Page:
With this there is a growing sense of persecution, perhaps inevitable under the circumstances. The worst affected women have sought out women’s organisations for support and assistance: to deal with the legal issues, to handle the trauma and for moral support. Expecting the worst seems to have been baked into the response of complainants and their comrades: “I thought there would be three-four days of maybe even violence against us after the administration acts on the basis of the ICC report, but that would have ended. Now I feel there is no end to this.” The despair reveals the total absence of confidence in the institution and its systems, which instead of nurturing and supporting the student community seems to have handled it with astonishing insensitivity.
Narratives of power
On campus, everything is personal. There is “anxiety about how to go forward,” and from the “anti-complainants’ side” an active effort to “bring back the suspended professors,” as a student described it. In contrast to the response of students of Jadavpur University, the overwhelming majority of whom fought for the rights of the female student who complained about sexual harassment, the majority of students at SRFTI are on the ‘anti-complainants’ side’. The middle ground of ‘neutral students’ is insignificant, both in numbers and because these students do not voice their opinions.
The dystopian distortion is very evident. Instead of the ethics of the situation being under intelligent scrutiny, there are narratives of power in circulation. Two of the women complainants are being described as “mad women” displaying hyperactive responses. One woman student, who complained of sexual harassment by a fellow student, has been co-opted by the ‘anti-complainants’ side,’ and is reportedly lobbying for the return of the faculty suspended for sexual harassment by the administration.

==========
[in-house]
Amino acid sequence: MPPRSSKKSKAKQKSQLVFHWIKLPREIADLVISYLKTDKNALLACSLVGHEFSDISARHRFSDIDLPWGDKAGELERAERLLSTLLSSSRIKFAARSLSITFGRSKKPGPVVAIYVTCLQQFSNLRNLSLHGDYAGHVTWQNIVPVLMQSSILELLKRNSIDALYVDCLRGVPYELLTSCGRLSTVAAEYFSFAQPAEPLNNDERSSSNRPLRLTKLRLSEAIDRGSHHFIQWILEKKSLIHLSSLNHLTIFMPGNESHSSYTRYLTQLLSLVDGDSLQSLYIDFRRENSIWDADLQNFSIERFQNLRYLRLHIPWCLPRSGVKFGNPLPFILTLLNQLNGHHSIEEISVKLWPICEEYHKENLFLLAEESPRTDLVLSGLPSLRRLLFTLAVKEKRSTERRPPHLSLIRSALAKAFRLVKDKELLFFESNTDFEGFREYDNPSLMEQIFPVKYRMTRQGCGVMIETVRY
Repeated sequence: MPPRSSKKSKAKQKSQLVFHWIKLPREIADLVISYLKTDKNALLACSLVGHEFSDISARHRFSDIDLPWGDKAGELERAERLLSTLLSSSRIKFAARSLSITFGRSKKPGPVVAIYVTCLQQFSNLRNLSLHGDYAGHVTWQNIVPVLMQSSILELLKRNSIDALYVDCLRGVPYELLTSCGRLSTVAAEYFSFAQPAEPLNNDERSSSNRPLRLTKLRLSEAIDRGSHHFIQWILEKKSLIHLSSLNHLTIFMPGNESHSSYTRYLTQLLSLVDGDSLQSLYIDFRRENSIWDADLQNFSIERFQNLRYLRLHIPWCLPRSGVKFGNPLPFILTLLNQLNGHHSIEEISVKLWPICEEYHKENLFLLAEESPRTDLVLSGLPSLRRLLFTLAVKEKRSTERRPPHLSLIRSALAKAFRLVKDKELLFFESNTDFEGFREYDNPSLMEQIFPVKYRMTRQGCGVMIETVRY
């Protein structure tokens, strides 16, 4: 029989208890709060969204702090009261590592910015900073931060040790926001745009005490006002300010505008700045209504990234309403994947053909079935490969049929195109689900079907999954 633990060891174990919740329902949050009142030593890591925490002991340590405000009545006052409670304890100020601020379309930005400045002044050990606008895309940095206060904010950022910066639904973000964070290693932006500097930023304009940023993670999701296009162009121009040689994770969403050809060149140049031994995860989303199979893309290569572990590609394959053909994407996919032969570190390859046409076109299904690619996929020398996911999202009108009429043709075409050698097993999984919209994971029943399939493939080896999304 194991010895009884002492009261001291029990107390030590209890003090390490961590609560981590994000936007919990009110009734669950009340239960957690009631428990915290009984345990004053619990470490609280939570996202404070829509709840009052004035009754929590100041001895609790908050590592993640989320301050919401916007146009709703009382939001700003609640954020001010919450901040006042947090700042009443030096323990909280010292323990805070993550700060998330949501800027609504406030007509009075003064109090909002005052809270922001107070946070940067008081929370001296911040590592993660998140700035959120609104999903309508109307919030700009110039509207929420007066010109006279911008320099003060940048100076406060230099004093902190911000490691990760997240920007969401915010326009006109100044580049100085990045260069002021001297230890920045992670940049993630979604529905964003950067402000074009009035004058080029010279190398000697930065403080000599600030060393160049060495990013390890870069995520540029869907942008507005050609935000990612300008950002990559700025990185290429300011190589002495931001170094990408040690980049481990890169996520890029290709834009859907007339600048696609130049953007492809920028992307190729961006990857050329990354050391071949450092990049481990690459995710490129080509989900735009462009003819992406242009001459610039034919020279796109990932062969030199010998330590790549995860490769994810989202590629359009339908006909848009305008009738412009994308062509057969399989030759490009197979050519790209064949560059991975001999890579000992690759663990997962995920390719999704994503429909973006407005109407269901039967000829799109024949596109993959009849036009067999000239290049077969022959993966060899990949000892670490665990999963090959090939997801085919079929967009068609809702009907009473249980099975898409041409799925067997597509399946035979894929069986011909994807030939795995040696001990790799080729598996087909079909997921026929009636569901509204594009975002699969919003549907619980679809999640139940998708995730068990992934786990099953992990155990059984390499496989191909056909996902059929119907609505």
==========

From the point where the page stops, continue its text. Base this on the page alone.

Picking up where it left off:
Sexual harassment as a problem on campus was acknowledged by the SRFTI administration only in November last year, when the then director of institute, Sanjaya Pattanayak, called a meeting based on complaints that had accumulated and remained unaddressed over time. “It was prevalent, but never addressed,” said Prabhdeep Singh, ex-president of the students’ association.
Only women students were called to the late November meeting. The women students were vocal about the widespread nature of the problem. When told about the ICC, the women responded by filing complaints, including the complaint of rape against a member of the faculty.
After the complaint of rape became known to the institute’s administration it responded by informing the police. Other complaints to the ICC prompted the administration to suspend “three academic staff,” as the law required, according to Ghose.
Surprisingly, at this point, the SRFTI administration did not nothing to address the larger student community on the issue and sensitise it on sexual harassment. Nor did the administration deal with the flood of rumours, speculation and manipulative narratives that spread through the campus after the three faculty members were suspended. This was the case even after the administration found out that students, including the complainants, were being intimidated. “They have been threatened, but it is mostly verbal. There has been no physical intimidation” said Ghose. There seem to have been no measures taken to address the problem by engaging with the entire body of students. Instead, Ghose and the director held “meetings” with the groups that came to them.
Actions of suspended faculty members